The Tieton River area hosts a wide variety of sport and trad climbing, and some excellent bouldering as well. In 2017 the Access Fund Conservation Team was in the state for a couple of months and, working on contract with the Washington Climbers Coalition (WCC), they supervised volunteers working to stabilize the base of the cliff and some access trails at Royal Columns.

In April 2017 a pillar fell over in the Royal Columns area and the Department of Natural Resources closed the area temporarily to allow us to assess the area and advised them as to safety. WCC Board member Andy Fitz visited the area, undertook an assessment and, with volunteer assistance, completed some remedial cleanup before advising the Department of Natural Resources that it was safe. They reopened this crag a few weeks later.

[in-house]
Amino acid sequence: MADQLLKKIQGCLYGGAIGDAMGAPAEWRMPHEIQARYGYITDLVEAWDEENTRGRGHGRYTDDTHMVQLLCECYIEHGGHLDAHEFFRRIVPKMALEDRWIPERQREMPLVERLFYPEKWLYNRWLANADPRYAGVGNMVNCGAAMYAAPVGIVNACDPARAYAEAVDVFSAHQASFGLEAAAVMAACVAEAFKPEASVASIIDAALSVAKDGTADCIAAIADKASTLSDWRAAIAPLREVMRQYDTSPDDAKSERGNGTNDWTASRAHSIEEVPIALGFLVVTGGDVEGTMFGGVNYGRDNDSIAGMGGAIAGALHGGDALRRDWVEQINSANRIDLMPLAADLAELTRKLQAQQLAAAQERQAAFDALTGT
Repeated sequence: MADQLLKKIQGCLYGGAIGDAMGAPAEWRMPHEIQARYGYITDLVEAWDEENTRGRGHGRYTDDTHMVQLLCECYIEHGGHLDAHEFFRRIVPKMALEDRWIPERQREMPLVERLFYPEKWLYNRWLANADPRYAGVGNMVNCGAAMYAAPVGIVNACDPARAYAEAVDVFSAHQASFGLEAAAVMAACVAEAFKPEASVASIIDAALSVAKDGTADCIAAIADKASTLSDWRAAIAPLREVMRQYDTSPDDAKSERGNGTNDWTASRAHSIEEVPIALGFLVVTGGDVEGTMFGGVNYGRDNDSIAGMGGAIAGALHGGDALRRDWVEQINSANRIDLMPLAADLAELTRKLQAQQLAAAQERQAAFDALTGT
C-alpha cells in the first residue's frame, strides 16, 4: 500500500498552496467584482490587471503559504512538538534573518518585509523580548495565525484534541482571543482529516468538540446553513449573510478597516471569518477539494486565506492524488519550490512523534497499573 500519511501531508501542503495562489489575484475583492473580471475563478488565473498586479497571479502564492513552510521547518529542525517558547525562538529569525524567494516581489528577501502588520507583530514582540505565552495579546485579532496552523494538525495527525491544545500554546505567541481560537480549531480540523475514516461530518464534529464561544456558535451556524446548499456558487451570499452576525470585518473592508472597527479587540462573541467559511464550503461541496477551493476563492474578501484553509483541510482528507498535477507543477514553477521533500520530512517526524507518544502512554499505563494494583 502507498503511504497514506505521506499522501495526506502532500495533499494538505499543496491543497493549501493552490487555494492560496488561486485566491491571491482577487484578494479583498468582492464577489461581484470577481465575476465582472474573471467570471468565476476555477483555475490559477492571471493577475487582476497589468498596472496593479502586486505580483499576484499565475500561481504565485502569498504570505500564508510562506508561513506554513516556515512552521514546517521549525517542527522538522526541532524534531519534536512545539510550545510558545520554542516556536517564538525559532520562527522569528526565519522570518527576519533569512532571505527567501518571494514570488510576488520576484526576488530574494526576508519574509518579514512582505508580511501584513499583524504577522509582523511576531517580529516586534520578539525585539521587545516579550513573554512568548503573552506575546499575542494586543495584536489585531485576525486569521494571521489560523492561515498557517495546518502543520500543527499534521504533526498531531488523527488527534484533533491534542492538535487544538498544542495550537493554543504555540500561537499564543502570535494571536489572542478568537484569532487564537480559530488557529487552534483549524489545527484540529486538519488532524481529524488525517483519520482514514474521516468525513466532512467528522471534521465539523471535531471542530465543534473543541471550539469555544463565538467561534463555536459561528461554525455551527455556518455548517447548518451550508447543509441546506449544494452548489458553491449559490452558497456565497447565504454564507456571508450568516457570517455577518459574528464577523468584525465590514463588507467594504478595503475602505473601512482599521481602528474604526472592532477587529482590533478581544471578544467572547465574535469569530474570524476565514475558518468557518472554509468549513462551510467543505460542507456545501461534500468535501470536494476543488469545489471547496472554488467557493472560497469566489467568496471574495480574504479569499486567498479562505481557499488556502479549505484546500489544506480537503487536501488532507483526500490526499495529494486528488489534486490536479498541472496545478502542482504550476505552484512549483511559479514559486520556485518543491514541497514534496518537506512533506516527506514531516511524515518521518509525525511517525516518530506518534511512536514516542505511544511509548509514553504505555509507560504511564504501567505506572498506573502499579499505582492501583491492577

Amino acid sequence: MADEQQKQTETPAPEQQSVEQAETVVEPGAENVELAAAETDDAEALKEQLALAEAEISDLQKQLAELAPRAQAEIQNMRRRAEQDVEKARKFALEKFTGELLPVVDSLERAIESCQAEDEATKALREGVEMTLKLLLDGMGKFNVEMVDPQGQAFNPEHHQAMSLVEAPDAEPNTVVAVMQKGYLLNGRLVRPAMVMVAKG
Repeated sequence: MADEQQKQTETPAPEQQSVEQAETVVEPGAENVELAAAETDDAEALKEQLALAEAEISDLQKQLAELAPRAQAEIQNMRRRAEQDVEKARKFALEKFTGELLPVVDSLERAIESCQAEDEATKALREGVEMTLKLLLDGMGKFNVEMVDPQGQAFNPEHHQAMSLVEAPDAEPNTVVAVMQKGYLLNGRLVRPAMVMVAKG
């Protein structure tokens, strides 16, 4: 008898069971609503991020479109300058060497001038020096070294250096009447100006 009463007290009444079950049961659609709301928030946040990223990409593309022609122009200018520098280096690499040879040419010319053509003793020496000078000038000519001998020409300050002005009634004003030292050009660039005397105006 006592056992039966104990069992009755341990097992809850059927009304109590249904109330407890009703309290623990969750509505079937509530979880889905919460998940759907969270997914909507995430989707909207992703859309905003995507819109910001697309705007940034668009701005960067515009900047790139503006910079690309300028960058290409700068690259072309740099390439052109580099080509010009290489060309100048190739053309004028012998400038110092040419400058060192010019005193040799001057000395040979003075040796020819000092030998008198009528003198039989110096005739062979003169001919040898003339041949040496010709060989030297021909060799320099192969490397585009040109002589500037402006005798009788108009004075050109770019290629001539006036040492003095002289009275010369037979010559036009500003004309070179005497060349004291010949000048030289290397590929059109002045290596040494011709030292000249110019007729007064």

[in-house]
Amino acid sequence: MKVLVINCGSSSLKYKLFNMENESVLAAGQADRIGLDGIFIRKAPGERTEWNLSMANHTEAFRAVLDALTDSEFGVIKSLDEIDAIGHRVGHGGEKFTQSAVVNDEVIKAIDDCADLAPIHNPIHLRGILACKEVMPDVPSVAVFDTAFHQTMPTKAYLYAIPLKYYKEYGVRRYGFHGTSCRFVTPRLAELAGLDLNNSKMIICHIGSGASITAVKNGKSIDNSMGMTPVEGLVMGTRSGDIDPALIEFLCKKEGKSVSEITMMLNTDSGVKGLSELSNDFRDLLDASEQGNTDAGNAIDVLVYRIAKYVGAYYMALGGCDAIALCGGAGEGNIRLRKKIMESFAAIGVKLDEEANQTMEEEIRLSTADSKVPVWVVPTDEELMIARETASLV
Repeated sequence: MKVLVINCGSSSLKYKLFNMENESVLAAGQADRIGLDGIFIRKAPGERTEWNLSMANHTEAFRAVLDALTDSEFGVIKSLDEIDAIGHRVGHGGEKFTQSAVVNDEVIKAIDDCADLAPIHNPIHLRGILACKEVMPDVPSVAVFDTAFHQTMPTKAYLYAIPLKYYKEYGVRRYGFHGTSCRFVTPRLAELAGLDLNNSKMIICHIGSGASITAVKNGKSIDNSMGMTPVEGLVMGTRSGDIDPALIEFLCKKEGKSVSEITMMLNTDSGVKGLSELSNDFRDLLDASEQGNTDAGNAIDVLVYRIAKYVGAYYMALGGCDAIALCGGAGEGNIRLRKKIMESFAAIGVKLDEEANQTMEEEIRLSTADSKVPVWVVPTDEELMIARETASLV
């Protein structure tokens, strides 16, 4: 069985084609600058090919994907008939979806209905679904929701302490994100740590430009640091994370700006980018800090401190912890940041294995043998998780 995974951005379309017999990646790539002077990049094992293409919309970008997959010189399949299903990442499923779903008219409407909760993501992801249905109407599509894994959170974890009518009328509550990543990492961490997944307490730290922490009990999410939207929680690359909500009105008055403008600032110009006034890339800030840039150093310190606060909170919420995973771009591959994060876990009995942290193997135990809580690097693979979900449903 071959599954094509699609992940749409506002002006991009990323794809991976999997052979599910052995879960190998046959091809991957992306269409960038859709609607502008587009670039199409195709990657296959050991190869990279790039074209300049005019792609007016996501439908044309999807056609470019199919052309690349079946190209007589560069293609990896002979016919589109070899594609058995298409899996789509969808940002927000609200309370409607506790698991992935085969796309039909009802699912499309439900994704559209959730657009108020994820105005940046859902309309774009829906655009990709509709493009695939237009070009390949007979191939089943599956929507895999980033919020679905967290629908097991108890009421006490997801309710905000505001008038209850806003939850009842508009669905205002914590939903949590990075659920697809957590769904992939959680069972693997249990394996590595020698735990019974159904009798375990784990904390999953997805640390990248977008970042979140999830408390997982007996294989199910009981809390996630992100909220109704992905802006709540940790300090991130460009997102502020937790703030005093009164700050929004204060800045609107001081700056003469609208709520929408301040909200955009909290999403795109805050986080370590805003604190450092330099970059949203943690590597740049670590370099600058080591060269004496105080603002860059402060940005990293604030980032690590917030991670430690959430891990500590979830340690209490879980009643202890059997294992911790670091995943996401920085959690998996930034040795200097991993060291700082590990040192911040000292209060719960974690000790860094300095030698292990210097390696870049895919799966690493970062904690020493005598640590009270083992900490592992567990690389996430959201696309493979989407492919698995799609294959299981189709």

Access Fund Conservation Team/WCC crew in 2017.
Here, a 2017 team works to clear the trail from remains of a pillar that collapsed in the Spring of 2017.

Over the years, Fish and Wildlife has worked with climbers and others to manage Golden Eagle nesting activity in the area and, in part due to the trust we’ve built over time, they try to draw nesting closures rather narrowly to allow climbers to visit their favorite haunts during the vulnerable nesting period.

The Department of Fish and Wildlife manages some of the areas we visit. A 2017 update to their Oak Creek Management Plan provides:

Goal 11 is to
“Support and maintain appropriate recreation opportunities.” First, the plan identifies an objective to “Maintain access [to] Tieton River rock climbing” with three tasks: 1) coordinate with the WCC to implement a 2017 REI grant for trail maintenance; 2) meet with user groups to develop trail maintenance projects; and 3) perform trail maintenance as needed. Second, the plan identifies an objective to “Include climbing group representation on [Wildlife Area Advisory Committee] and partner on stewardship opportunities,” with one task: “Work with local users and Washington Climbers Coalition to identify potential members.”

Our work in this area has paid off in terms of enhancing the climbing experience, building relationships, and educating climbers and land managers about climbing management and access concerns.